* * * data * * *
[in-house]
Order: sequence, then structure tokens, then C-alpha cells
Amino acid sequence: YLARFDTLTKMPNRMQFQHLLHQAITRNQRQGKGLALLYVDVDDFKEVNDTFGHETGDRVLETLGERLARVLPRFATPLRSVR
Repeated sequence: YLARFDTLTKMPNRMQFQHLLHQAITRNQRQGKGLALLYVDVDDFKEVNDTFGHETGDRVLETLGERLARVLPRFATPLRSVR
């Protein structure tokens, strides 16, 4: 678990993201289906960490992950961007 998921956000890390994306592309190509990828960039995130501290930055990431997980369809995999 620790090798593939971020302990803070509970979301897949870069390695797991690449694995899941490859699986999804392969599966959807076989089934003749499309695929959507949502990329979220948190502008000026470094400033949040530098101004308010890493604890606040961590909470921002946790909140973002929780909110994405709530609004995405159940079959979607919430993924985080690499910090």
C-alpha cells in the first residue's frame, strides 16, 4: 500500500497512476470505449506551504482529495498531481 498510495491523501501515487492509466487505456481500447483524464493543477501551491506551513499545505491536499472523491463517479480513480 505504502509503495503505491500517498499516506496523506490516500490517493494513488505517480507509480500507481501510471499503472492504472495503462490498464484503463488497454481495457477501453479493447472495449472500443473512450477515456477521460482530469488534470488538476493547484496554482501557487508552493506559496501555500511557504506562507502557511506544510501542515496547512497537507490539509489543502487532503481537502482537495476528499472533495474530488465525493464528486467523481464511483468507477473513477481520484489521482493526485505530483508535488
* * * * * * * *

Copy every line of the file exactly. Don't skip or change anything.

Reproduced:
[in-house]
Order: sequence, then structure tokens, then C-alpha cells
Amino acid sequence: YLARFDTLTKMPNRMQFQHLLHQAITRNQRQGKGLALLYVDVDDFKEVNDTFGHETGDRVLETLGERLARVLPRFATPLRSVR
Repeated sequence: YLARFDTLTKMPNRMQFQHLLHQAITRNQRQGKGLALLYVDVDDFKEVNDTFGHETGDRVLETLGERLARVLPRFATPLRSVR
């Protein structure tokens, strides 16, 4: 678990993201289906960490992950961007 998921956000890390994306592309190509990828960039995130501290930055990431997980369809995999 620790090798593939971020302990803070509970979301897949870069390695797991690449694995899941490859699986999804392969599966959807076989089934003749499309695929959507949502990329979220948190502008000026470094400033949040530098101004308010890493604890606040961590909470921002946790909140973002929780909110994405709530609004995405159940079959979607919430993924985080690499910090």
C-alpha cells in the first residue's frame, strides 16, 4: 500500500497512476470505449506551504482529495498531481 498510495491523501501515487492509466487505456481500447483524464493543477501551491506551513499545505491536499472523491463517479480513480 505504502509503495503505491500517498499516506496523506490516500490517493494513488505517480507509480500507481501510471499503472492504472495503462490498464484503463488497454481495457477501453479493447472495449472500443473512450477515456477521460482530469488534470488538476493547484496554482501557487508552493506559496501555500511557504506562507502557511506544510501542515496547512497537507490539509489543502487532503481537502482537495476528499472533495474530488465525493464528486467523481464511483468507477473513477481520484489521482493526485505530483508535488